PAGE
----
not long after, certain men came down from Judea, and taught the brethren that they ought to be circumcized. A deputation, therefore, was sent to Jerusalem to the apostles and elders; and it is in connection with the conference that followed we read that some, at least, of the Jewish Christians at Jerusalem, especially those who had been Pharisees,' had thought it needful that the Gentile 1 Acts xv. 5. converts should be circumcized, and that they should be charged to keep (presumably in its entirety) the law of Moses, which would include, of course, spending a considerable portion of their incomes for religious purposes.
Moreover, it was not ex-Pharisees alone who were of this opinion, for, later on, we read of the Christians at Jerusalem saying to Paul, " Thou seest, brother, how many [myriads or tens of] thousands of Jews there are which believe, and they are all zealous [for the observance] of the law."
This zeal for the law no doubt included the payment of tithes, which practice was, at that very moment, in full force, presumably, by these tens of thousands of converts, and so continued for many years afterwards, as witnessed by Josephus A.D. 67.8 3 See p. 106. Accordingly, neither here nor throughout the Acts of the Apostles is any exception mentioned concerning tithes and offerings, as if they were obsolete, or the law concerning them rescinded.
Passing now from St. Luke's testimony in the Acts of the Apostles, to that of other writers of the New Testament, we find the author of the Epistle
2 Acts xxi. 20.
2 Bible Class Handbook on
to the Hebrews urging Christians “to do good 1 Heb. xiii. 16. and to communicate,”? these words including a
duty, no doubt, as Dr. A. B. Davidson puts it, to “impart of their substance, to minister to the
necessities of those in want or in affliction.” 2 So Hebrews xii. 16. also St. John, in his first epistle, puts before his
readers this far-reaching question : “Whoso hath this world's goods, and beholdeth his brother in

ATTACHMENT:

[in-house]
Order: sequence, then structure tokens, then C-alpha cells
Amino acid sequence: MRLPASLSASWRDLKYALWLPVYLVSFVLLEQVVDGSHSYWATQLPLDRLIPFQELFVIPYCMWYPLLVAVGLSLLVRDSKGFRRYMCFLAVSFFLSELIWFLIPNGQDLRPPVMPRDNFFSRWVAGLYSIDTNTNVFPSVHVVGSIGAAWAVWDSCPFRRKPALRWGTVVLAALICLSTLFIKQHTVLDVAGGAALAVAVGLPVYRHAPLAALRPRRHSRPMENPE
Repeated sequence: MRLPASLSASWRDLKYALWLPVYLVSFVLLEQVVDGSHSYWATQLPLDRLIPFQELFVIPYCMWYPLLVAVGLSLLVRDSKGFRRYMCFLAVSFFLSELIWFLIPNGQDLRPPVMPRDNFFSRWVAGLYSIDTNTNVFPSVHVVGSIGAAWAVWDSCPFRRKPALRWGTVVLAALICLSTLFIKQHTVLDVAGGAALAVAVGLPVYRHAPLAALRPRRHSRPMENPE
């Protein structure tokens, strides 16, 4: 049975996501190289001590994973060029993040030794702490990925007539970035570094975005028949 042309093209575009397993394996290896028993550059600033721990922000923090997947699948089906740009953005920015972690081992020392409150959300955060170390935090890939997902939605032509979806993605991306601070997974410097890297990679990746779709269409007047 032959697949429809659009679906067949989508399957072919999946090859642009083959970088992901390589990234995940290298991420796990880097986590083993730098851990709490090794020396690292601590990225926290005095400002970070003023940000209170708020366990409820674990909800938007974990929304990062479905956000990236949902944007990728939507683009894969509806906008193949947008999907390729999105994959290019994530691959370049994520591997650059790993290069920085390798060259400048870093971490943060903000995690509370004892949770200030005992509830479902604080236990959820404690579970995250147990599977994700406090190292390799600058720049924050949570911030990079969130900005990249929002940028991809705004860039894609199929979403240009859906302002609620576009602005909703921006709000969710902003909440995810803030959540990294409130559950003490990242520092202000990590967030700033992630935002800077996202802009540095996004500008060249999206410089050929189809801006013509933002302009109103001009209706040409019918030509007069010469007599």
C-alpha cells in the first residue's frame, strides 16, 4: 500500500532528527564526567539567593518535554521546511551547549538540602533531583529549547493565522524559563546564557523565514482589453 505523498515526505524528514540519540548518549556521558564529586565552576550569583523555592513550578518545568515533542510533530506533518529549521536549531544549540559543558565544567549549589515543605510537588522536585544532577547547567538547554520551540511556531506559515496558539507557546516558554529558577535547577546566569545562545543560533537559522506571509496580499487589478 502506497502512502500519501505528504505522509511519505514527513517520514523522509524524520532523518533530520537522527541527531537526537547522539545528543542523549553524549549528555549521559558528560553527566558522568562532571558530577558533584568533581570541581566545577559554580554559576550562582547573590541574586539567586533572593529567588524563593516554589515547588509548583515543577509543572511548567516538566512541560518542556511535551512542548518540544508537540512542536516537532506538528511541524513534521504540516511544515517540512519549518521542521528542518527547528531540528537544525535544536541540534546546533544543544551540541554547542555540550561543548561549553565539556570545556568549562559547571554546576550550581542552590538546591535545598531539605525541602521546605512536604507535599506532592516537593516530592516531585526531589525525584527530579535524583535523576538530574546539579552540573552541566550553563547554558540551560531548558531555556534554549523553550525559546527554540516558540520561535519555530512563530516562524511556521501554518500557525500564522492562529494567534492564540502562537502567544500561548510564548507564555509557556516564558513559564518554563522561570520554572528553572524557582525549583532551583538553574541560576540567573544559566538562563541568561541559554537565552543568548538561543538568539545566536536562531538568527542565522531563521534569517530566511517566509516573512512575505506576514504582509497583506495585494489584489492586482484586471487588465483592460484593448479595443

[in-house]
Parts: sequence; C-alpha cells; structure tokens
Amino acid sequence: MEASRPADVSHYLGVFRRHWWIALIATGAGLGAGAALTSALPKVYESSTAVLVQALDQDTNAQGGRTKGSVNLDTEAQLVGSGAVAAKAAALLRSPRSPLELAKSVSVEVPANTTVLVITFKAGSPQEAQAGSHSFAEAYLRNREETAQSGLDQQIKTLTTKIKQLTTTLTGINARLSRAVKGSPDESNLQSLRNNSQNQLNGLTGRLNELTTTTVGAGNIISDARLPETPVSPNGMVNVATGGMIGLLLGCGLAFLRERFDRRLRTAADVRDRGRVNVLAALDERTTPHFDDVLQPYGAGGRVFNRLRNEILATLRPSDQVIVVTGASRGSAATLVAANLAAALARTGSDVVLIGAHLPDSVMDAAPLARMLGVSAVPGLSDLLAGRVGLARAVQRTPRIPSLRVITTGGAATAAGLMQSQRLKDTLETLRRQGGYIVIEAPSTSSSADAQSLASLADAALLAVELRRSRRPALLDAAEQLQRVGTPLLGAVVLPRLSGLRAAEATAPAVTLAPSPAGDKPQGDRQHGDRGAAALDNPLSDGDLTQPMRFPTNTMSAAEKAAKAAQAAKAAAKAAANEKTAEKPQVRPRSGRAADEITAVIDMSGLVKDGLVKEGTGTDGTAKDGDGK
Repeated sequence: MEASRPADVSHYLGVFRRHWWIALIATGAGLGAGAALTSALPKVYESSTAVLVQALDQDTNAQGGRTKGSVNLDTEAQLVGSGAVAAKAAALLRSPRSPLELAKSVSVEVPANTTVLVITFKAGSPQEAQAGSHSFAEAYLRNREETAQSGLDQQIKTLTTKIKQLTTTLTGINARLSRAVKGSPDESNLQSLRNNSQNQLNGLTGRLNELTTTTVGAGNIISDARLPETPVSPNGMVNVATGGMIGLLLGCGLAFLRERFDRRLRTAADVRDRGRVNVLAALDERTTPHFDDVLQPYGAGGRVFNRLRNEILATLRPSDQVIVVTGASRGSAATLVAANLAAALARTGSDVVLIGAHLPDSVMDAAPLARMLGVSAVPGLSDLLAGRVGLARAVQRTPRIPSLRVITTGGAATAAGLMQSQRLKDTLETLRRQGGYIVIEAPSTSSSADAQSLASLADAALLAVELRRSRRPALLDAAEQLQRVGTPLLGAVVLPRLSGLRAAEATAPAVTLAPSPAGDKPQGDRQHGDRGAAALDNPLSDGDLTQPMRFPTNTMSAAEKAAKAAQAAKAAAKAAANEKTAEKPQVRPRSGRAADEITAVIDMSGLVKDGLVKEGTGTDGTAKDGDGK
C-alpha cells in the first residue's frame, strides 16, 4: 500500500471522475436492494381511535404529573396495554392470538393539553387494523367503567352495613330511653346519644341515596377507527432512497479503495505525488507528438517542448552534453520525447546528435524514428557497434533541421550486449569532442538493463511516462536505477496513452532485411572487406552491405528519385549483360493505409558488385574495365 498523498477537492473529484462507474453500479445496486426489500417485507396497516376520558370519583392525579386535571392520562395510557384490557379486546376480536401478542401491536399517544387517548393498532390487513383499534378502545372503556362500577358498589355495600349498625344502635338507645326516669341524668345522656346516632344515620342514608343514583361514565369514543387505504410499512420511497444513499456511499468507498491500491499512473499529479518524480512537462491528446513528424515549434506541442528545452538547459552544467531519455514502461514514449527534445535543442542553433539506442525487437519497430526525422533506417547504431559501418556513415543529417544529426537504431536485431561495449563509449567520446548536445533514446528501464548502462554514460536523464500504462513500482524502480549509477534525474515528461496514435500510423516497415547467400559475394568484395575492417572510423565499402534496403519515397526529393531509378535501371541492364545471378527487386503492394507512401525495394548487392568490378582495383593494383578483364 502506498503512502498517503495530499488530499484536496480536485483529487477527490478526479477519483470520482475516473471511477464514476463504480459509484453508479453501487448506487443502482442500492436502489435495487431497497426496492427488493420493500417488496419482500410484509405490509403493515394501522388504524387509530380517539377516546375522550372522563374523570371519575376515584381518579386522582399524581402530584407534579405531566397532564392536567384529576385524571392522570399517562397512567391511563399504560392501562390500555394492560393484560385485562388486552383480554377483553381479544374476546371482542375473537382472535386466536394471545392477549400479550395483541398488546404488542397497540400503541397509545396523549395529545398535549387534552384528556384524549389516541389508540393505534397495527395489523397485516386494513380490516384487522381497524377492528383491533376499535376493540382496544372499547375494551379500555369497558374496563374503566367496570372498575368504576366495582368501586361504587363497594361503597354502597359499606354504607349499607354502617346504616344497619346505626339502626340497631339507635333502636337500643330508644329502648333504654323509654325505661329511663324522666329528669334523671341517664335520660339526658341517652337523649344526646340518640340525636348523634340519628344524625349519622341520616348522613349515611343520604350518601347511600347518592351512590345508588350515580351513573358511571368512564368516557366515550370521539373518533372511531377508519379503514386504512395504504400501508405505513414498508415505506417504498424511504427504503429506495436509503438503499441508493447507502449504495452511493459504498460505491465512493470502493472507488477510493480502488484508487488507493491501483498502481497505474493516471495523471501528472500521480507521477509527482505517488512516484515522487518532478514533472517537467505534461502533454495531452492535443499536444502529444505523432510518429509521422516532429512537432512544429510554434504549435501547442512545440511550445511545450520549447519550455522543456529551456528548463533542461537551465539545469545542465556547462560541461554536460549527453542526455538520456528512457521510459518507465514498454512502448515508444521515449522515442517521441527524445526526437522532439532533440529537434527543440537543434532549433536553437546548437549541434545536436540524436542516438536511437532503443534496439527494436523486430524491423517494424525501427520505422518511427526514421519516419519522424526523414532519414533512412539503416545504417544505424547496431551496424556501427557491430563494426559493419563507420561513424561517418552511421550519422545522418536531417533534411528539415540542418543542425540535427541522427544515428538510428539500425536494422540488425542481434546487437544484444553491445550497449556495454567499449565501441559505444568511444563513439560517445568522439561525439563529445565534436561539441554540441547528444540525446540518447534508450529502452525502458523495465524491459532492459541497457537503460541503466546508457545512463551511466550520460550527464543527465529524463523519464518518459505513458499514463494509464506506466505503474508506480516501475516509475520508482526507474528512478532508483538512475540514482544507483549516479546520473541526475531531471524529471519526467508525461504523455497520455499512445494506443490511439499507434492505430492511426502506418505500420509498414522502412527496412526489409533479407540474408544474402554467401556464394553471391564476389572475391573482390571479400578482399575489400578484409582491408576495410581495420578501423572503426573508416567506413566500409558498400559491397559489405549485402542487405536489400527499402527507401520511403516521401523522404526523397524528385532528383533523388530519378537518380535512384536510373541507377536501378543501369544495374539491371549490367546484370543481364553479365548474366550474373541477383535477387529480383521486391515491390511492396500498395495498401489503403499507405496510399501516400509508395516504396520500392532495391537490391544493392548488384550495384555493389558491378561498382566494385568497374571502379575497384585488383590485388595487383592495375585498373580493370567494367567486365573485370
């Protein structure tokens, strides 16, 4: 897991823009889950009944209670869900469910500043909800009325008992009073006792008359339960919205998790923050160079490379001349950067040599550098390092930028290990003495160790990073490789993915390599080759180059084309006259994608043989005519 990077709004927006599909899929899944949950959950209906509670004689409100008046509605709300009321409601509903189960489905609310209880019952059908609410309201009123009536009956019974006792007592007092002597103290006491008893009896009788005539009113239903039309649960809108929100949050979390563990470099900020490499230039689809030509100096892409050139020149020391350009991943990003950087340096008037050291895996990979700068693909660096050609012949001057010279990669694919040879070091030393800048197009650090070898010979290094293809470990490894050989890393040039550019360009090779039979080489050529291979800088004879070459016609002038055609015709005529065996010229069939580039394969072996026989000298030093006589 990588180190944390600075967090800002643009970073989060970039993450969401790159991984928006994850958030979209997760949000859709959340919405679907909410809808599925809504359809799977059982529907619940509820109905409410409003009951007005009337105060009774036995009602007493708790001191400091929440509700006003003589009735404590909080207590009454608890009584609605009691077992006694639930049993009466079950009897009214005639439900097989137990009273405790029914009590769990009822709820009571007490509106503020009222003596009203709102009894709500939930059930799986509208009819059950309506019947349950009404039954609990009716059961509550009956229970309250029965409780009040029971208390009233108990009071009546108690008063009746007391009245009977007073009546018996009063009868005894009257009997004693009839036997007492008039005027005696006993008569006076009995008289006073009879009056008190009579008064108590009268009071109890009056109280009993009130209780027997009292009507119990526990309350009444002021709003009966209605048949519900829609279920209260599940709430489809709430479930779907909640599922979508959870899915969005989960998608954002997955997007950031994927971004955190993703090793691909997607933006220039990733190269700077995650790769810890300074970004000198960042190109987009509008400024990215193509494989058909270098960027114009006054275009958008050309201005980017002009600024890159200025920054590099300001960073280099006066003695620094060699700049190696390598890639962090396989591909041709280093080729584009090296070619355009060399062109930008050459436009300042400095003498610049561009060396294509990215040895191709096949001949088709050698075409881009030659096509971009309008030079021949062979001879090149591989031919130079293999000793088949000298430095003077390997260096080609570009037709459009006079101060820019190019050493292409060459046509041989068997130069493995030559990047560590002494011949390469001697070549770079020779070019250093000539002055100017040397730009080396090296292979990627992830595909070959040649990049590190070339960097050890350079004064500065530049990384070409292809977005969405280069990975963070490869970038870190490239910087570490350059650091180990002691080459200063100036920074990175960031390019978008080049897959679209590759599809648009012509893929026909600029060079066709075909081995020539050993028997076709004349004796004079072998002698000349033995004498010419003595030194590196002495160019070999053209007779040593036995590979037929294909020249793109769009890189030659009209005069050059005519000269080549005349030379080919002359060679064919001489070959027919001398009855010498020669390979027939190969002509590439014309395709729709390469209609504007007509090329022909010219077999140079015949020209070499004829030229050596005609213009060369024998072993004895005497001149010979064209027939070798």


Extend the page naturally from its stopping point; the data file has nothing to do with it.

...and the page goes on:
need, and shutteth up his compassion from him, 3 1 John iii. 17. how doth the love of God abide in him?" 3 whilst
the apostle James asks very practically, “If a brother or sister be naked, and in lack of daily food, and one of you say unto them, Go in peace, be ye warmed and filled : and yet ye give them not
the things needful for the body; what doth it 4 Jas ii. 15-16. profit?”
It is in accordance, therefore, with these principles, that we see the early Christians did not stint to give for, among other things, the relief of the needy; and so, when Paul and Barnabas were sent to the heathen, the one practical injunction mentioned as laid on them was, “that we should remember the poor ; which very thing,” says Paul, "I was also zealous to do." 5
How peculiarly zealous he was we have already seen, in his bearing the alms of the Christians from Antioch to the famishing brethren at Jerusalem. Moreover, this was not the last time of Paul's acting as almoner; for, when writing to the Romans, this great apostle says:
“ I Jerusalem, ministering unto the saints, for it hath been the good pleasure of Macedonia and Achaia
5 Gal. ii. io.
6 Acts xi. 30.
to make a certain contribution for the poor among the saints that are at Jerusalem.” 1 And again, in 1 Rom. xv. 26. his speech before Felix, the apostle stated that, after some years, the cause that took him to Jerusalem was to convey to his nation alms and offerings, all which, together with what has been 2 Acts xxiv. 17. previously said, tends to show that the first Christians, whether converted from Judaism or heathenism, looked upon right giving, to say the least, as an important part of right living.